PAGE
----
European startup incubators look to Silicon Valley for inspiration, funding
Reshma Sohoni, co-founder of startup incubator Seedcamp, the largest European startup incubator, spoke Monday at Stanford’s Entrepreneurship Week about Seedcamp and its role in the changing European startup and venture capital scene.
Seedcamp makes investments in startups from “Finland to Italy, Spain to Croatia, and Canada to Brazil” through the events it holds Europe. Seedcamp gives the 20 companies in which it invests annually access to its growing network of VC’s, lawyers, investors, consultants and other entrepreneurs. After the seed funding, the incubator provides mentoring to its companies, 200 so far.
With about 2,000 applications a year, Seedcamp accepts about 10 percent. Ninety percent of Seedcamp companies have further rounds of funding after their seed investment. Seedcamp companies have raised a total of $45 million from investors.
In choosing London as the center for Seedcamp, Sohoni said “London has all of the ingredients. Experienced entrepreneurs, angels, talent, and a diverse ecosystem.”
Silicon Valley thinkers such as Y-Combinator’s British-born founder Paul Graham have pointed out that Europeans have a negative perception of failing at business, which precludes Europeans from doing so. Sohoni dismissed this stigma as having largely gone away in the last five years.
London’s edge over other startup communities such a Berlin, and to a lesser degree Paris and Vienna, stems from the lack of a language barrier with the United States, Sohoni said. Addressing other European centers of entrepreneurship, Sohoni said that Berlin has the “cool factor” which London lacks, Paris is (and more so recently) too local and Vienna “though surprisingly active in the south,” is constricted by Austrian law. Barcelona-startups, which Sohoni did not mention until prompted by an audience member, are also local but tend to focus on the large market in Latin America, she said.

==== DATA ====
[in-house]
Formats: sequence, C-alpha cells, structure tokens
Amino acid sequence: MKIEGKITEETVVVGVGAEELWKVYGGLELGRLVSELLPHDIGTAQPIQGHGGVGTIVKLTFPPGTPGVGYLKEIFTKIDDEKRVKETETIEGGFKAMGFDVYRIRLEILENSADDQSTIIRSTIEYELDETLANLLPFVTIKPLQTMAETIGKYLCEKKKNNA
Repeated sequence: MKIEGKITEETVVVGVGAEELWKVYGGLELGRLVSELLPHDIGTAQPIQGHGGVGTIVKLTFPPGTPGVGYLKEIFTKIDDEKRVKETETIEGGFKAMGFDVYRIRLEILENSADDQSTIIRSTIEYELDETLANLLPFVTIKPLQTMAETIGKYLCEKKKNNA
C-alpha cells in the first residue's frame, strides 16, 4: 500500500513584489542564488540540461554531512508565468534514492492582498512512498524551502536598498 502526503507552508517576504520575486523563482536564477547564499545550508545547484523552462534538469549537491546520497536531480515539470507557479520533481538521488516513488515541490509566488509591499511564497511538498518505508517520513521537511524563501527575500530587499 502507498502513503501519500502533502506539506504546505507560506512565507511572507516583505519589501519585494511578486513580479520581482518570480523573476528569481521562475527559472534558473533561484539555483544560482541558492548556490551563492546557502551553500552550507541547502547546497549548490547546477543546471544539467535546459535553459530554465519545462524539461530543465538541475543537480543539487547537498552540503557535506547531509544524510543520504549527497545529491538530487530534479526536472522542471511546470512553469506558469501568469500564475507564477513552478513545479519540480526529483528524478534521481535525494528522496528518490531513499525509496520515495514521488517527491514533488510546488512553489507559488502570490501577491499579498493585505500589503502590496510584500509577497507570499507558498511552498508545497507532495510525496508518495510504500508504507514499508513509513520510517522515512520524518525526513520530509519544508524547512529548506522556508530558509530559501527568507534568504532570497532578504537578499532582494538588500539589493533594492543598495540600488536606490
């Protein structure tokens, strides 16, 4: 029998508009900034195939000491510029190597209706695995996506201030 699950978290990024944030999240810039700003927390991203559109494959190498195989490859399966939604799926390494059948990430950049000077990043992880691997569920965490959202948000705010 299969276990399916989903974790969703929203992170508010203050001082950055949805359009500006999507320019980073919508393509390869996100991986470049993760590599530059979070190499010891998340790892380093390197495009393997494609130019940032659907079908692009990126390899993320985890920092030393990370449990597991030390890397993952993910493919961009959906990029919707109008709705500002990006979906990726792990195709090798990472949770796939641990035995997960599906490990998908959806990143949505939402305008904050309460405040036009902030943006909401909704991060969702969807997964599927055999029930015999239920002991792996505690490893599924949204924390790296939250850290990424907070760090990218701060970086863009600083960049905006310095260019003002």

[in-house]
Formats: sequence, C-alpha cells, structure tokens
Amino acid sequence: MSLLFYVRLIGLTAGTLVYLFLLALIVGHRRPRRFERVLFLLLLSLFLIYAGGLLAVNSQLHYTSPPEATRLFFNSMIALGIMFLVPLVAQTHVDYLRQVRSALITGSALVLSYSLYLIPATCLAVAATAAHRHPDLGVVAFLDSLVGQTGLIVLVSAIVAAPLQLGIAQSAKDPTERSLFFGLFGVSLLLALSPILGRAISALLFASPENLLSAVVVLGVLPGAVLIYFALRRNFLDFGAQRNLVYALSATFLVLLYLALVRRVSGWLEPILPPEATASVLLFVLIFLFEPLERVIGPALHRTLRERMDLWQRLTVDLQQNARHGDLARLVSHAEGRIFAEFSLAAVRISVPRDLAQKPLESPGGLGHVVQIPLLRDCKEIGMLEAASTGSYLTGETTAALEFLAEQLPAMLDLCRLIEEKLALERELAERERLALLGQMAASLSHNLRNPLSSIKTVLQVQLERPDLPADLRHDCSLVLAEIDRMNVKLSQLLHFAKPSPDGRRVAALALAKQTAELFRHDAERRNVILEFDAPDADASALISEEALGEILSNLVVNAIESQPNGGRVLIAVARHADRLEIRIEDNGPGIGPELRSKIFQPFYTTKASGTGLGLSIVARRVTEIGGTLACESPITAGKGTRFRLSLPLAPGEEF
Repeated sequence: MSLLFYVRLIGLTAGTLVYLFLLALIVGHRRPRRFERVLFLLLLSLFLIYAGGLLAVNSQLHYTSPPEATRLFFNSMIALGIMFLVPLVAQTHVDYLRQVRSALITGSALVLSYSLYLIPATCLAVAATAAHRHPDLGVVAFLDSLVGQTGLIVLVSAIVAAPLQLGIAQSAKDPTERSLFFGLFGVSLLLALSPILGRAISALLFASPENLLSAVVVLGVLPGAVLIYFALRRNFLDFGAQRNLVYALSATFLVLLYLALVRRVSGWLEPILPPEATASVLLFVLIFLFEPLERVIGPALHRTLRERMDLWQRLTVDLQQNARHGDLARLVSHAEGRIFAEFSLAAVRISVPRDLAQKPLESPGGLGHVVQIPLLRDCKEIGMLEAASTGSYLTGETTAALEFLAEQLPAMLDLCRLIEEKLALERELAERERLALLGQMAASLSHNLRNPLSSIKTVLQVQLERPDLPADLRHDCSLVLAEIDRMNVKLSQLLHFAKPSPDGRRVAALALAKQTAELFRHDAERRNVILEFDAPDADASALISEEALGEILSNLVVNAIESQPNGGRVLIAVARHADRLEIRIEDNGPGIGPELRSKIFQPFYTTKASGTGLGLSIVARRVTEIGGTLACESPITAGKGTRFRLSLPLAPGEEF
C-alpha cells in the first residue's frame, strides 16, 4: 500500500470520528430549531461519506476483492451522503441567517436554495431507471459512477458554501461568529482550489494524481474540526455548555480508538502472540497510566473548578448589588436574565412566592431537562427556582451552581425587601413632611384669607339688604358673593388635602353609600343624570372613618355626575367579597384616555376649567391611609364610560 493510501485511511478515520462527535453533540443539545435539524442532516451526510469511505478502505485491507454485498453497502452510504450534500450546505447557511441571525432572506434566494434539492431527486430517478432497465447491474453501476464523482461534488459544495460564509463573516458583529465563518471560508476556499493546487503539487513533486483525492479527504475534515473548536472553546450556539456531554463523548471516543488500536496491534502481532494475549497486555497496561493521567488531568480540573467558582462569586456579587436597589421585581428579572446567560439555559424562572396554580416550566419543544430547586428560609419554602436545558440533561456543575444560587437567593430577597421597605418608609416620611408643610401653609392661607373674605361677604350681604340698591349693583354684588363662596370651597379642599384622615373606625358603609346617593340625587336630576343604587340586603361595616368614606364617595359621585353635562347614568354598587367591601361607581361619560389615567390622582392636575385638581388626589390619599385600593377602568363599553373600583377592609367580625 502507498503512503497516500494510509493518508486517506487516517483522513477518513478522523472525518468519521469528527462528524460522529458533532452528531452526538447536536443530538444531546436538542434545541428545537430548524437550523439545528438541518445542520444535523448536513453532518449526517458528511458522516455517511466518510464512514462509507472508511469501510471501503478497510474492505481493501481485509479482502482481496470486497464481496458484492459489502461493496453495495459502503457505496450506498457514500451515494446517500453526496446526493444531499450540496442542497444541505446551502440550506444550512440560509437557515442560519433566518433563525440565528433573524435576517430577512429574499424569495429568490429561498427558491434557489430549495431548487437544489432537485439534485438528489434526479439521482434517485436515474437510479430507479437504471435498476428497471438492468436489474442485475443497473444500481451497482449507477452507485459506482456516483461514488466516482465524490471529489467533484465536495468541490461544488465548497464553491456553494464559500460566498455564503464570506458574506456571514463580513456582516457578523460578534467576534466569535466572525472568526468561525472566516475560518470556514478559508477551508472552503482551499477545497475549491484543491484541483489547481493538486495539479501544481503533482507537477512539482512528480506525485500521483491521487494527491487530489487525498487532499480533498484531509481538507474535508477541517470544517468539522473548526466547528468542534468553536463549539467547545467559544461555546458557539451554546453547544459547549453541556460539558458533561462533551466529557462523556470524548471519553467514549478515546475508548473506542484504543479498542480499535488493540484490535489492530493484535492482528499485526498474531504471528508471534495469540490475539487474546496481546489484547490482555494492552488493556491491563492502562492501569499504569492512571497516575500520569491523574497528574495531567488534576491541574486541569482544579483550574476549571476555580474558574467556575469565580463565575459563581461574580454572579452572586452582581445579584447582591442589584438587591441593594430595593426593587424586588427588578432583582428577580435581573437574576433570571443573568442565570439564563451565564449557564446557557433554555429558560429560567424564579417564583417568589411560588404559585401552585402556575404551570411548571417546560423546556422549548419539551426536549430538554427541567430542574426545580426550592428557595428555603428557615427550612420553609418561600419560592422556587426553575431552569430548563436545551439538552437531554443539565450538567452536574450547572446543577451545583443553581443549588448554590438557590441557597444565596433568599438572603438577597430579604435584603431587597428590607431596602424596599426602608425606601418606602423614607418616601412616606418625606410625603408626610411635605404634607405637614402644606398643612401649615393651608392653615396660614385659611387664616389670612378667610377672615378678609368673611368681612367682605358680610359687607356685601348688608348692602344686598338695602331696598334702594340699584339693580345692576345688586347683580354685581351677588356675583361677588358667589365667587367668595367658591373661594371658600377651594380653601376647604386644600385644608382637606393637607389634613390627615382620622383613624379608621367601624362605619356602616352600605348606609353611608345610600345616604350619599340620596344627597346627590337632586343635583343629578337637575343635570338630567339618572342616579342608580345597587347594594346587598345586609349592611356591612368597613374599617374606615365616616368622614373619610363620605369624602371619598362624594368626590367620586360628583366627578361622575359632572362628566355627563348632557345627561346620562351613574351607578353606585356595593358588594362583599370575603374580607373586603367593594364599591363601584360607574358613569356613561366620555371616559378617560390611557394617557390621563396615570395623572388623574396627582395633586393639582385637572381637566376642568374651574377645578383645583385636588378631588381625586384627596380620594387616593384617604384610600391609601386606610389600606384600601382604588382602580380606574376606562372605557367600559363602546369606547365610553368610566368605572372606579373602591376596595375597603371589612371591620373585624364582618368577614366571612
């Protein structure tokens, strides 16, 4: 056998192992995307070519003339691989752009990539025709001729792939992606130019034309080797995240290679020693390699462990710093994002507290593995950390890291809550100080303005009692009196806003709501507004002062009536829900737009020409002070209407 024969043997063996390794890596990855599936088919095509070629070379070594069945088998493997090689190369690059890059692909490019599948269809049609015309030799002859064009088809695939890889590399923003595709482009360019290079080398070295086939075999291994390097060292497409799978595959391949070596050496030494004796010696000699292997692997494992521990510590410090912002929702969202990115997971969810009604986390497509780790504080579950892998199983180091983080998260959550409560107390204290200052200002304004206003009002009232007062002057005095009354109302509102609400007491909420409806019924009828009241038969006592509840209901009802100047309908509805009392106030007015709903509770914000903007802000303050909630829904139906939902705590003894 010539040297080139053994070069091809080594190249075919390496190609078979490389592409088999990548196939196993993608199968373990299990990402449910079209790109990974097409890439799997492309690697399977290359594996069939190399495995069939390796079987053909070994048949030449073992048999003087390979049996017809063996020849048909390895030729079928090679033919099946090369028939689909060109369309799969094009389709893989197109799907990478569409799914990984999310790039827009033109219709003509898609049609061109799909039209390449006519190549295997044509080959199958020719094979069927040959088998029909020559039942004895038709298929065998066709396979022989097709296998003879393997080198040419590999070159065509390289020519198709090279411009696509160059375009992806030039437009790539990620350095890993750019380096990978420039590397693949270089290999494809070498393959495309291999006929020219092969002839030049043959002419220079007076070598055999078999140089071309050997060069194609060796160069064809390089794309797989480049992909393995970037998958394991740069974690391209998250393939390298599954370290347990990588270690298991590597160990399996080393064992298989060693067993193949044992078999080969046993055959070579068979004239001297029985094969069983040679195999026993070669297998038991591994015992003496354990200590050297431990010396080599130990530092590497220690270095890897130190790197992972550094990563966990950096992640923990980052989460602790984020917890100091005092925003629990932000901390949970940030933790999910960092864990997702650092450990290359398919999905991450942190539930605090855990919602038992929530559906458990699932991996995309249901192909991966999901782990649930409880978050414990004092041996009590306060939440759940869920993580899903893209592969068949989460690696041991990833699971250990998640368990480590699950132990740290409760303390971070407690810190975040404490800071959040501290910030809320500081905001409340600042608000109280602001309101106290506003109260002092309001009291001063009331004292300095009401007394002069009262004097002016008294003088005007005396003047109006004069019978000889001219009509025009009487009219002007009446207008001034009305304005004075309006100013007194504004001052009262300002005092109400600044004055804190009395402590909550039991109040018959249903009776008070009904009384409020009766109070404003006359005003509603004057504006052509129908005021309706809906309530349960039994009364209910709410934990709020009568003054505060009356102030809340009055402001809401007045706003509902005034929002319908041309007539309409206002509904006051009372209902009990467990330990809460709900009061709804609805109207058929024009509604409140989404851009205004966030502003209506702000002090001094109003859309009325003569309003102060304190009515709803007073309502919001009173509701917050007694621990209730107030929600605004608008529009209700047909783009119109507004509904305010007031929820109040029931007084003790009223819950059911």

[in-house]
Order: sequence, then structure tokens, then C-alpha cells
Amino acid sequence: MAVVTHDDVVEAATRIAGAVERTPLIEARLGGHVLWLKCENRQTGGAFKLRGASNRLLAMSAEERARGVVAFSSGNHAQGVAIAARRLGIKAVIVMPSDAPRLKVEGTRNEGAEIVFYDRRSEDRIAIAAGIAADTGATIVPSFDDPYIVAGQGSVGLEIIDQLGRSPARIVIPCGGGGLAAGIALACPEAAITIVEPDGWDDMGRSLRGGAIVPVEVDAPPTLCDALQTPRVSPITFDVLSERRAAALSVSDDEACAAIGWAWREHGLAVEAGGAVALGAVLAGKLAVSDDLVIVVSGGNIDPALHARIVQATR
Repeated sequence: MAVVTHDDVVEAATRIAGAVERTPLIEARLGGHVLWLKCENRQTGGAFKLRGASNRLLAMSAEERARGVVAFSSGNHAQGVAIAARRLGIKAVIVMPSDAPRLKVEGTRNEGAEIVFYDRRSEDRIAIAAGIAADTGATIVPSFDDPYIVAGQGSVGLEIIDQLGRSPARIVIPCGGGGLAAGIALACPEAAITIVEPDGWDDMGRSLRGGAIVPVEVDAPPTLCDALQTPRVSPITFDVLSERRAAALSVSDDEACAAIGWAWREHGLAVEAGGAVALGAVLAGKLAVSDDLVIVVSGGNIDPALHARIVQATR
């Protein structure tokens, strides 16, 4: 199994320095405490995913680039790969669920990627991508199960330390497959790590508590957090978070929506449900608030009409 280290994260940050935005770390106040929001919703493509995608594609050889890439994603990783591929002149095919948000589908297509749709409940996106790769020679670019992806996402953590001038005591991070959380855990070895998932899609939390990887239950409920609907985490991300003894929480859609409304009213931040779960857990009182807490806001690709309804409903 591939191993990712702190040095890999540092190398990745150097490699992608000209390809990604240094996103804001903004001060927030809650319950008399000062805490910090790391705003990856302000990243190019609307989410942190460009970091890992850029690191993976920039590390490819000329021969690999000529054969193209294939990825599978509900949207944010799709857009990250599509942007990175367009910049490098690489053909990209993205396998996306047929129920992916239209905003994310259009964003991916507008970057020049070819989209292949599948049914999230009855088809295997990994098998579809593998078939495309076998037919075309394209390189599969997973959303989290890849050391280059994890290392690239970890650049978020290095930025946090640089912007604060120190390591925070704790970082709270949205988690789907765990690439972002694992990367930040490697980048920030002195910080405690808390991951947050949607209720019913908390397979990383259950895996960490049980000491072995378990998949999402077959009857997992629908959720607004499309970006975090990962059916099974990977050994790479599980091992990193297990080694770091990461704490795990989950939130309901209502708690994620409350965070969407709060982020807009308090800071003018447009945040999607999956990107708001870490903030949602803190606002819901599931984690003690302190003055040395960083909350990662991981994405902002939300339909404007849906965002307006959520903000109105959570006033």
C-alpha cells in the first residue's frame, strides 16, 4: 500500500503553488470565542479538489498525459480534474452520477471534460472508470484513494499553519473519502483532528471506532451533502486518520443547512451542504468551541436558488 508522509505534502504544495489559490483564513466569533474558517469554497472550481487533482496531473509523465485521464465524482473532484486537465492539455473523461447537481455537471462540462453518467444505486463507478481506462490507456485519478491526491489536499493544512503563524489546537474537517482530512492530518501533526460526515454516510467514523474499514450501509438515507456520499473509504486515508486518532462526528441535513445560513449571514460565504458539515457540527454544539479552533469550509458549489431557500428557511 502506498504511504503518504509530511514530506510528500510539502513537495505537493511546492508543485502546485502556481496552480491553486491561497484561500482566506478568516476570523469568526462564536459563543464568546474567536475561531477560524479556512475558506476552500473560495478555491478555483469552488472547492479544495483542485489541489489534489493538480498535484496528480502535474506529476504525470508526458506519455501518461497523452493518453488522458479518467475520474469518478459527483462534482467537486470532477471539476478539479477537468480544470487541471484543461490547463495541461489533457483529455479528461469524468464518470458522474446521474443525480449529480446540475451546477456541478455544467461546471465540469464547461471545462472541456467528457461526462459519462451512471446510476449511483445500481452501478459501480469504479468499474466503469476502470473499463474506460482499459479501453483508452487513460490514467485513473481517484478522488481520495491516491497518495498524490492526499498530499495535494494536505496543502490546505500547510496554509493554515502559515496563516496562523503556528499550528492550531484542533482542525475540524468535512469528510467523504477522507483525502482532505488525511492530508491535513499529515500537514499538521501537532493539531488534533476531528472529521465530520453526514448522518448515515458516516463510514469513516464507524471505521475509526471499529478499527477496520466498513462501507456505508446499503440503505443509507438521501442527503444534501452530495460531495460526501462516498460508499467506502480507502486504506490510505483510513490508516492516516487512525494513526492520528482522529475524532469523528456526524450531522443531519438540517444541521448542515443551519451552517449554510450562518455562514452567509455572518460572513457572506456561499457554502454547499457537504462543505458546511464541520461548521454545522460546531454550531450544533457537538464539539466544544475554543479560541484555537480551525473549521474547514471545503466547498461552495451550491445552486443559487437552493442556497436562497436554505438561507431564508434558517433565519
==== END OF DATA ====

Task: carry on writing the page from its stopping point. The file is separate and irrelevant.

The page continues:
In Eastern Europe, Estonia has developed its own “Paypal mafia” through the Skype founders who funded four of the 20 venture capital investments made in that country in the last year. The Baltics also have a startup scene though it is extremely local.
Though Seedcamp encourages its companies to relocate to London, just as Y-Combinator requires its accepted founders to move to Silicon Valley, the startup scene there is still green and yet to been weened off American capital.
“The key limiters in picking up the pace are deal flow and quality of the companies,” Sohoni said. There is still “a learning curve” for Europeans eager to begin startups, likely a result of fewer European angel investors or other mentors who provide invaluable advice to founders. Additionally, she mentioned that it is difficult to get institutional capital, especially past the seed investment stage. Half of the post-seed rounds come from U.S. companies. As a result, Seedcamp companies have a “roadshow” during which they spend one week on the U.S. East Coast, one week in Silicon Valley, and to round up the roadshow, a trip to Microsoft, Amazon, Qualcomm, and finally Austin’s South by South West conference, which kicks off later this week.
Seedcamp, which launched in 2007, has joined forces with David McClure’s 500 Startups.
Even though Seedcamp is one of the driving forces behind the young and fast-growing European startup scene, Sohoni said, it still faces obstacles in talent, financing and knowledge, things which took decades to organically grow in Silicon Valley. European entrepreneurs who do not move to Silicon Valley are likely to continue to look to the United States for direction and money in the short-term.
Stanford Entrepreneurship Week 2012 takes place February 27 through March 7. This collection of over 30 events is hosted by the Stanford Entrepreneurship Network (SEN), a federation of programs, student groups and organizations supporting entrepreneurship in the Stanford community. For a complete listing of events check: https://sen.stanford.edu/e-week/calendardu/e-week/calendar